Monday, December 18, 2006

Rendering Caesar

What's revealing about this controversy is that it involves the Perkins School of Theology at SMU:

A letter, dated December 16, from "Faculty, Administrators, & Staff" of the Perkins School of Theology to R. Gerald Turner, president of the Board of Trustees, is now circulating not only on the SMU campus but also among a wider academic community, urging the board to "reconsider and to rescind SMU's pursuit of the presidential library."
Paul Burka's response, however, is more typically Texan than one would like to admit:

The folks at the Perkins School should render unto Caesar: in this case, the trustees. The decision to accept or reject a presidential library is not a moral one--and even if it were, it is not theirs to make.
The uppity theologians of Perkins should mind their P's and Q's and remember who pays their salaries, in other words. They have no place meddling in the business of their betters, i.e., the trustees of SMU. Business decisions are no place for morality, donchaknow? And what are their objections? To hear Burka tell it, it's only a matter of politics:

Texas Monthly has obtained a copy of this letter, which, as you might expect, focuses heavily on objections to Bush's policies: "We count ourselves among those who would regret to see SMU enshrine attitudes and actions widely deemed as ethically egregious: degradation of habeas corpus, outright denial of global warming, flagrant disregard for international treaties, alienation of long-term U.S. allies, environmental predation, shameful disrespect for gay persons and their rights, a pre-emptive war based on false and misleading premises, and a host of other erosions of respect for the global human community and for this good Earth on which our flourishing depends."

"[T]hese violations are antithetical to the teaching, scholarship, and ethical thinking that best represents Southern Methodist University."

"Another matter that warrants our attention is that whether it aims to or not SMU will, in the long run, financially profit on the backs of hard-working Americans who feel squashed by policies they've now rejected at the polls. Surely it's not the case that SMU will allow itself to benefit financially from a name and legacy that globally is associated with suffering, death, and political 'bad faith.' Taken together, all these issues set decision-making about the Library in a framework of inescapable ethical questions, and remind us of a key imperative adopted by many leading universities around the globe: 'to be critic and conscience of society.'"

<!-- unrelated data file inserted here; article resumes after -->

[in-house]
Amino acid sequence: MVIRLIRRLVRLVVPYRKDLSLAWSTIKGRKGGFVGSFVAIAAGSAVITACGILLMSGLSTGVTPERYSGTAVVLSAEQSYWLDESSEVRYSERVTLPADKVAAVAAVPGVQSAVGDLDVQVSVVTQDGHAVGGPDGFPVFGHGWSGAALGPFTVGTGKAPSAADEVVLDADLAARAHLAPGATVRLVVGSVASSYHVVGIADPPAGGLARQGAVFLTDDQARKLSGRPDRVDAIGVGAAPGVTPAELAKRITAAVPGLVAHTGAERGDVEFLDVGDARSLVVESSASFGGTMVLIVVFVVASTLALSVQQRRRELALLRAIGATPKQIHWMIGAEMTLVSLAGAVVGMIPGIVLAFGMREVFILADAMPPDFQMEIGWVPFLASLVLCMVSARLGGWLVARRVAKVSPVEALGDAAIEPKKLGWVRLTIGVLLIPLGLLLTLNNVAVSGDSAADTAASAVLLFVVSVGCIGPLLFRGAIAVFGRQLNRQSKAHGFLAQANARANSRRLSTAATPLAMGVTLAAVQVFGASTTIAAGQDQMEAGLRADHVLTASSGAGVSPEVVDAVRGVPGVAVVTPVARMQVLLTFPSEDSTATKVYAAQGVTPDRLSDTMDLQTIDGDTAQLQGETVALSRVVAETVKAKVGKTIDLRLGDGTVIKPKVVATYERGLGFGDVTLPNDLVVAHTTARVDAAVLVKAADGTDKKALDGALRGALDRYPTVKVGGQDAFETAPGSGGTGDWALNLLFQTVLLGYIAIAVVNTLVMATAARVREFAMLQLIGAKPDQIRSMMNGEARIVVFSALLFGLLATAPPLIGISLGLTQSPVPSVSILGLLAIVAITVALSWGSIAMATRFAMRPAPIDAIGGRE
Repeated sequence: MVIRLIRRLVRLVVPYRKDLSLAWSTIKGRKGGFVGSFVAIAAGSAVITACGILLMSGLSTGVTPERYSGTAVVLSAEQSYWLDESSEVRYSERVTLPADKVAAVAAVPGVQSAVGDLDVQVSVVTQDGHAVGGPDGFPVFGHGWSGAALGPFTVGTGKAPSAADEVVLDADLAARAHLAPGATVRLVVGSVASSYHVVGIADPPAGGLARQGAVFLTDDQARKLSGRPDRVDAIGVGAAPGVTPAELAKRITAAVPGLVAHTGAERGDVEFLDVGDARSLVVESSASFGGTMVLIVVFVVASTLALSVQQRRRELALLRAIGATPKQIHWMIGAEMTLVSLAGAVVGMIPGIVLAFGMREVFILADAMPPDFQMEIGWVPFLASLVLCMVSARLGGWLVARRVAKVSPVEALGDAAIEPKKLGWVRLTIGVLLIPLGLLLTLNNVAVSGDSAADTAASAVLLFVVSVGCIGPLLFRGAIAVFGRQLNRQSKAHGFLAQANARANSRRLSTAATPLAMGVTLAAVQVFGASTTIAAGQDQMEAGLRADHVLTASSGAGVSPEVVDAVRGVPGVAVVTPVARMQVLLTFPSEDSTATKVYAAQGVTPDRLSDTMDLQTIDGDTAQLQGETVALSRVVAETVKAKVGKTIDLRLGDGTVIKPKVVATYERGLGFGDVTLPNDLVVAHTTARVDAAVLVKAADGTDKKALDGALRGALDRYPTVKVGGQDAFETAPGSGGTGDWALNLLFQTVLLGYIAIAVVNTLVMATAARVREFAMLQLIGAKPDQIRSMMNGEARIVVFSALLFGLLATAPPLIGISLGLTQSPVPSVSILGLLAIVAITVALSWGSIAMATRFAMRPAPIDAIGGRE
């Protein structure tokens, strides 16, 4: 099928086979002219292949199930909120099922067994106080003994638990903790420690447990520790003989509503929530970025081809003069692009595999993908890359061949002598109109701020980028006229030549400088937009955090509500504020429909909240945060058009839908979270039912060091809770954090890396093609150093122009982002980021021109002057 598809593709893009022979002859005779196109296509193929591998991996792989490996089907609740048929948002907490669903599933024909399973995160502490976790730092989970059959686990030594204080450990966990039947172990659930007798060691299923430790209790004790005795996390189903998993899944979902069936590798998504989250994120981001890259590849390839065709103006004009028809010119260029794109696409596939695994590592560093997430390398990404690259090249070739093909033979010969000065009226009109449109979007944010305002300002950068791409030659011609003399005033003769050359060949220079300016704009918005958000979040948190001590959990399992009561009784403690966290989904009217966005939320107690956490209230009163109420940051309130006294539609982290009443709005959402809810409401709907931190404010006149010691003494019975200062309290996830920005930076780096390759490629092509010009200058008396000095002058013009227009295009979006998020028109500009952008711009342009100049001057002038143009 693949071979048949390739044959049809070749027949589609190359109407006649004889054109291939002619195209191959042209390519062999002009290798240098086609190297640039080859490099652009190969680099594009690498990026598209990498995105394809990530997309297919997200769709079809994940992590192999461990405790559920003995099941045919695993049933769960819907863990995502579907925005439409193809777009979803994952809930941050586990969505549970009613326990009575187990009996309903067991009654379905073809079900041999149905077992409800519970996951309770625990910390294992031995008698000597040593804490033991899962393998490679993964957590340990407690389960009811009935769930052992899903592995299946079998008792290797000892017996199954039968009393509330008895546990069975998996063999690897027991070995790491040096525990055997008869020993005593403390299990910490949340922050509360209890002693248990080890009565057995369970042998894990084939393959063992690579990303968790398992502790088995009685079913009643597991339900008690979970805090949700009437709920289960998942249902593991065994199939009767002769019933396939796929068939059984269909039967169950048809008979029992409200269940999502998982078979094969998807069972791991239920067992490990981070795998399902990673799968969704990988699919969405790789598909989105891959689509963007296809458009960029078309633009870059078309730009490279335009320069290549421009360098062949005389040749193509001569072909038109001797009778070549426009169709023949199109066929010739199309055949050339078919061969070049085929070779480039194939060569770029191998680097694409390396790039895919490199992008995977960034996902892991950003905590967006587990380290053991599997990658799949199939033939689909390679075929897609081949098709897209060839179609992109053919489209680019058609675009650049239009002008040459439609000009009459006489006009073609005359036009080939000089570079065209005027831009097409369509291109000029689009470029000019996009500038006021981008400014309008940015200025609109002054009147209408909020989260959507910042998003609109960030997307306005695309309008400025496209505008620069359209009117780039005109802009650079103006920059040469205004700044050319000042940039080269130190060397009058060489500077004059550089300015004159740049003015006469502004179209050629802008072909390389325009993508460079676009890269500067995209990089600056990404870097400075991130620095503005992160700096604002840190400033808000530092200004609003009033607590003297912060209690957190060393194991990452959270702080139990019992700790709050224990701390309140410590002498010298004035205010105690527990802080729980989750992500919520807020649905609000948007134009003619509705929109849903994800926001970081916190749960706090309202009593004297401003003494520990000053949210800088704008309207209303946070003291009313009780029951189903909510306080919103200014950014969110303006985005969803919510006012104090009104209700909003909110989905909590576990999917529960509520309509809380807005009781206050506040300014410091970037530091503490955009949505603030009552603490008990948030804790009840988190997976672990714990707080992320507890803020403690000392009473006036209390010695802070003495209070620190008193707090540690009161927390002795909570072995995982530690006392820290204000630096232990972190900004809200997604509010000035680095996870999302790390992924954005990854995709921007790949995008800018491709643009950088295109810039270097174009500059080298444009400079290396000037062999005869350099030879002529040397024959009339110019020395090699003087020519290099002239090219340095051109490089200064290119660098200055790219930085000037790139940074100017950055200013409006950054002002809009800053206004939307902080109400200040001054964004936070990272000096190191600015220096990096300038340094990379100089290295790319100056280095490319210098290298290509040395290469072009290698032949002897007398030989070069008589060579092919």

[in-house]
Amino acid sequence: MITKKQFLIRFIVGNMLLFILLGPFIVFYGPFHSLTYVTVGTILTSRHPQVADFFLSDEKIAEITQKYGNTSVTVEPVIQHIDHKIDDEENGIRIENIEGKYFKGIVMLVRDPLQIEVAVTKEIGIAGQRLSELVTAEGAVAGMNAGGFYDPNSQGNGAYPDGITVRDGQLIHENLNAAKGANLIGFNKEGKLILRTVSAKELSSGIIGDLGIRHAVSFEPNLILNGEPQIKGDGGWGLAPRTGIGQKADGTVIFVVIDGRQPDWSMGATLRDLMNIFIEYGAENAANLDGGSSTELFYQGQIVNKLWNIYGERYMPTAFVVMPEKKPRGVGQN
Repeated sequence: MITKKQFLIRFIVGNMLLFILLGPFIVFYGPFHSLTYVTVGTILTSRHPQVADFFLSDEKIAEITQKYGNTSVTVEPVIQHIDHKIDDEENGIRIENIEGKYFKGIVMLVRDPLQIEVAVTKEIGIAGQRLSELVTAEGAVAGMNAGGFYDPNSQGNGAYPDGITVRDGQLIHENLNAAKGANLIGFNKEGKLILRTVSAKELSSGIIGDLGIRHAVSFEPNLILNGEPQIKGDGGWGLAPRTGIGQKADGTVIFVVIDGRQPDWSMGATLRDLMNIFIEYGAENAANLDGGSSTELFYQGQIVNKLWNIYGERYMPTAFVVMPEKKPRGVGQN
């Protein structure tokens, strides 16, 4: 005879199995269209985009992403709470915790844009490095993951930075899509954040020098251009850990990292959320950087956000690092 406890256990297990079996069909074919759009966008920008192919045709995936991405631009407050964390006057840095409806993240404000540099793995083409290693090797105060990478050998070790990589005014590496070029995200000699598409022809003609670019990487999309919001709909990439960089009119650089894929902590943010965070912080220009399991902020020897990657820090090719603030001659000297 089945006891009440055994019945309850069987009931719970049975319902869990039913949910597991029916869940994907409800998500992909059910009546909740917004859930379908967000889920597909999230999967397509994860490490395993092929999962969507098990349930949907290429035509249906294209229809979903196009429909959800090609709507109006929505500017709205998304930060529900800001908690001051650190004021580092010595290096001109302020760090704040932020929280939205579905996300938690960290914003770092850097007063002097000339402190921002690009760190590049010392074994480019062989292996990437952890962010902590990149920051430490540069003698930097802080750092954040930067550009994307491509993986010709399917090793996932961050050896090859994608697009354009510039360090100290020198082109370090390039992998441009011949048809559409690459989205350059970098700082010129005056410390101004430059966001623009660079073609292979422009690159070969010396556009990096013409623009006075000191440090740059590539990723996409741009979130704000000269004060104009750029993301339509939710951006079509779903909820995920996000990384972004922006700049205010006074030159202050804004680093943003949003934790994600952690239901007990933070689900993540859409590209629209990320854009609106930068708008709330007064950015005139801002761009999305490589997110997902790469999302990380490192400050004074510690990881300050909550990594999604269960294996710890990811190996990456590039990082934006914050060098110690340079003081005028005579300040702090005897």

Burka offers no argument about these positions, mind. He simply engages the ad hominem of "no sympathy for the protagonists" (who promotes this position is completely irrelevant) and then slams them for having the temerity to involve themselves in matters better left to, well, businessmen like Paul Burka.

Which, of course, is what got us into the mess this letter decries. What could be more appropriate now, than to try to bring some sense of morality and justice to these issues, wherever they might apply? Ironically (or perhaps not), I've just been reading about the notion of redistributive justice under Roman rule when Jesus walked in Galilee, and how his proclamation and action of a basiliea tou theou in which all were welcome and all were fed was a radical challenge to the status quo of Rome.

I'm sure Mr. Burka would find that offensive, too, and probably profess no sympathy for the protagonists of that moral stance, either. After all, it was Caesar who secured the blessings of civilization for the Empire, and whose visage adorned the coins to remind everyone where their prosperity came from:

A coin of Julius Caesar shows his spirit descending cometlike to takes it place among the eternal deities. A coin of Augustus Caesar calls him divi filius, son of a divine one, son of a god, son of the aforesaid comet. A coin of Tiberius Caesar hails him as pontifex maximuis, supreme bridge builder between earth and heaven, high priest of an imperial people. A silver denarius was a day's pay for a laborer and, if a day laborer meant somebody who worked every day rather than somebody who looked for work every day, it would have been a very good salary. Imagine this situation: If, after three days of hard work, a day laborer held those silver denarii in hi hand, how would he, could he, should he distinguish between politics and religion in the Roman Empire?....

Rome, and Rome alone, had built a kingdom and only it could approve how to build an underkingdom, a minrealm, a subordinate rule.
Jon Dominic Cross and Jonathan Reed, Excavating Jesus, revised & updated (New York: HarperSanFrancisco, 2001), pp. 178-79.

Those are the coins Jesus was referring to; not the simple folding money in your pocket with a dead president on it. The professed purpose of the Bush Presidential Library is "to spread the gospel of a presidency that for now gets poor marks from many scholars and a majority of Americans," and $500 million will be spent to do it. Mr. Burka's reference to the question of how to pay the temple tax is more apt than he realizes. One can almost hear him posing the original question, in fact.

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